Inspired by an avalanche of dazzling 3-D computer graphics in the U.S. in the late 1980s, Latham took up computing as a way to automate his form generation. He collaborated with programmers at an IBM research station in Hampshire, England. Together they modified a 3-D modeling program to produce mutant forms. For about a year artist Latham manually typed in or edited gene values in his shape-generating program to produce wonderfully complete trees of possible forms. By modifying a form's code by hand, Latham could search the space at random. With understatement Latham recalls this manual search as being "laborious."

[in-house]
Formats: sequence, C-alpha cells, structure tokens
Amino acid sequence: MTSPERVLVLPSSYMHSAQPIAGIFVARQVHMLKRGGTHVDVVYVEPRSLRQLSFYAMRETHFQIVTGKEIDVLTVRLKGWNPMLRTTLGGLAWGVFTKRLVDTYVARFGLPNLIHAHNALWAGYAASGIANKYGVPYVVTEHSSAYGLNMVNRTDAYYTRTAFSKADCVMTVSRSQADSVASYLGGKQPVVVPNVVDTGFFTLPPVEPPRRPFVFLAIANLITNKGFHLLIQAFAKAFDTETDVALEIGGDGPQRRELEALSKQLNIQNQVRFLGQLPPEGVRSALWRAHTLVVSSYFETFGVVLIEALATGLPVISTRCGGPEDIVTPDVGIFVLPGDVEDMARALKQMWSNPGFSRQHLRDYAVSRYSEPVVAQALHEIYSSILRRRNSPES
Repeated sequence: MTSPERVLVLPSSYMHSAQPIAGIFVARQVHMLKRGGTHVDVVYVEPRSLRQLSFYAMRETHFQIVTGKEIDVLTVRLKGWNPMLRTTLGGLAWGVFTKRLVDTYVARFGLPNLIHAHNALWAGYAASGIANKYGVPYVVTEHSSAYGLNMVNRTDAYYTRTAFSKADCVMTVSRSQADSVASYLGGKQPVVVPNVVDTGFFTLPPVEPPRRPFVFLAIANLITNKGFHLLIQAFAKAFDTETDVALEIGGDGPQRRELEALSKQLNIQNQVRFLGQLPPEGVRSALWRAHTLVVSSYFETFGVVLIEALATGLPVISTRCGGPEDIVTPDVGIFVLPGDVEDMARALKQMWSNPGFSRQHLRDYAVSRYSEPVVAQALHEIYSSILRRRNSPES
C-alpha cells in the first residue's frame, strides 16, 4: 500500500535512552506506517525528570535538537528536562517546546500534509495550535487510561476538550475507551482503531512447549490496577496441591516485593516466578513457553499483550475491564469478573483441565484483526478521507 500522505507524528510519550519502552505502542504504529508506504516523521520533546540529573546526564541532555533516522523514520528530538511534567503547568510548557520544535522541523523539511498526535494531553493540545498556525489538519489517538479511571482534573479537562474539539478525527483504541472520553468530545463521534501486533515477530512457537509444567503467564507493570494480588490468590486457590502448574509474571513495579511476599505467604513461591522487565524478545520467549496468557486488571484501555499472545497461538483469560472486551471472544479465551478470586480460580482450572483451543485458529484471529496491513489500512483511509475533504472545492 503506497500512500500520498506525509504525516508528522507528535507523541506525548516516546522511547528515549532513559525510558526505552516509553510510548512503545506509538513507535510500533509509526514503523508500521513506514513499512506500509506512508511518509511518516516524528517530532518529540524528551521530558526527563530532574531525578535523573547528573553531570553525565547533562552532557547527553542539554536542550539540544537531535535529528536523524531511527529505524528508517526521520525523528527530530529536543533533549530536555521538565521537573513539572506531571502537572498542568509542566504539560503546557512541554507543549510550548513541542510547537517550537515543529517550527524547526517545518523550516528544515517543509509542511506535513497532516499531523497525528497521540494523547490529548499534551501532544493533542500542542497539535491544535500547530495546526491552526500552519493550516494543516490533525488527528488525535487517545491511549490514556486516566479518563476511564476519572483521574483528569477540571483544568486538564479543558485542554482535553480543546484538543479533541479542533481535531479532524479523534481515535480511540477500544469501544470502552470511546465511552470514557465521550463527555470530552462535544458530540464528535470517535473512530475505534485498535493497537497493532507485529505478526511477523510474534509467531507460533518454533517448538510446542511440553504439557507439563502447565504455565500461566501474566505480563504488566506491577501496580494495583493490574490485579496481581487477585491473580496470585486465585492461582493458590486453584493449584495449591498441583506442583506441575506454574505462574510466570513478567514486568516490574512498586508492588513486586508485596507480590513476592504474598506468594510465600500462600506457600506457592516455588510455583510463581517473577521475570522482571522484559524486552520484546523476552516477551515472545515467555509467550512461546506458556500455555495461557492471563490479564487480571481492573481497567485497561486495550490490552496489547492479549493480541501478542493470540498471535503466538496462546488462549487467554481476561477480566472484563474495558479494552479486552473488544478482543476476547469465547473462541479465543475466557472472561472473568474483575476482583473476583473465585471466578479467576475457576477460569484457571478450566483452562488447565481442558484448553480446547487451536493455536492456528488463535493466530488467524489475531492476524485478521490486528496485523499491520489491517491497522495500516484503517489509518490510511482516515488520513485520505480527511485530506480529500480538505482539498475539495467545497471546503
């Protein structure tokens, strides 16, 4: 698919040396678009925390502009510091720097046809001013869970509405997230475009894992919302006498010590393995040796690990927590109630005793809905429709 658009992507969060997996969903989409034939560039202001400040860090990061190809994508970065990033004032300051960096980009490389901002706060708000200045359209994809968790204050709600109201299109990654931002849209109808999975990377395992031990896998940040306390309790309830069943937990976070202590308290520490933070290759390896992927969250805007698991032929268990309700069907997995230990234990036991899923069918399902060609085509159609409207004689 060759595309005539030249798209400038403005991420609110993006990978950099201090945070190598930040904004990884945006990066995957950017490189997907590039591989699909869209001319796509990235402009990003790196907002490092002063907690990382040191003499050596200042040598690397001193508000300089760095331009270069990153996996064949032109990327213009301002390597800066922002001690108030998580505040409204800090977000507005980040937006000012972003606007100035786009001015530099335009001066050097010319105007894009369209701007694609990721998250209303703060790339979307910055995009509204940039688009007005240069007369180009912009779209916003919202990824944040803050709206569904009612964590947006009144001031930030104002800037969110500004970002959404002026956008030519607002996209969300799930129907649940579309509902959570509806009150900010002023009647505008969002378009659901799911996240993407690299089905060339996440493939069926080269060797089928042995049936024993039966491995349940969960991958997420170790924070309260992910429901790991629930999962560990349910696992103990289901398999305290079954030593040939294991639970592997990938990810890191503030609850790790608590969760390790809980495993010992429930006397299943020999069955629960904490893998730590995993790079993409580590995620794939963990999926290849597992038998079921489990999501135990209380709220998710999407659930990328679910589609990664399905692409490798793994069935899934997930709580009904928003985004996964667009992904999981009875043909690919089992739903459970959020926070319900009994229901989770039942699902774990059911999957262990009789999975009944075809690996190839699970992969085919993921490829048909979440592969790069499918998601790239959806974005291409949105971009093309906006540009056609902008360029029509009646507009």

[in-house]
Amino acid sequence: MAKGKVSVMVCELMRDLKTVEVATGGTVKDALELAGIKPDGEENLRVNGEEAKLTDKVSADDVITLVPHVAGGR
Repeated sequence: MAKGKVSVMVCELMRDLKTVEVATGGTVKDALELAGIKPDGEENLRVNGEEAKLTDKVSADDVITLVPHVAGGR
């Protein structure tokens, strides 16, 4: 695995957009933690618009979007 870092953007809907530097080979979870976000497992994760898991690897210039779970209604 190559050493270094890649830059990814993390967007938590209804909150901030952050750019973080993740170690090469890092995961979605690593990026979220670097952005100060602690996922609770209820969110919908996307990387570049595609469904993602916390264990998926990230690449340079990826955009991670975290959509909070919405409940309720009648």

In 1986, after encountering the newly published Biomorph program, Latham merged the heart of Dawkins's evolutionary engine with the sophisticated skin of his three-dimensional forms. This union birthed the idea of an evolutionary art program. Latham dubbed his method "the Mutator." The Mutator functioned almost identically to Dawkins's mutating engine. The program generated offspring of a current form, each with slight differences. However, instead of stick figures, Latham's forms were fleshy and sensual. They popped into one's consciousness in three dimensions, with shadows. Whole eye-riveting beasts were drummed up by the hi-octane IBM graphics computer. The artist then selected the best of the 3-D progeny. That best form became the next parent, begetting other mutations. Over many generations, the artist would evolve a completely new three-dimensional body in a true Borgian Library. Biomorph Land -- huge as it was -- was only a subset of Latham's space.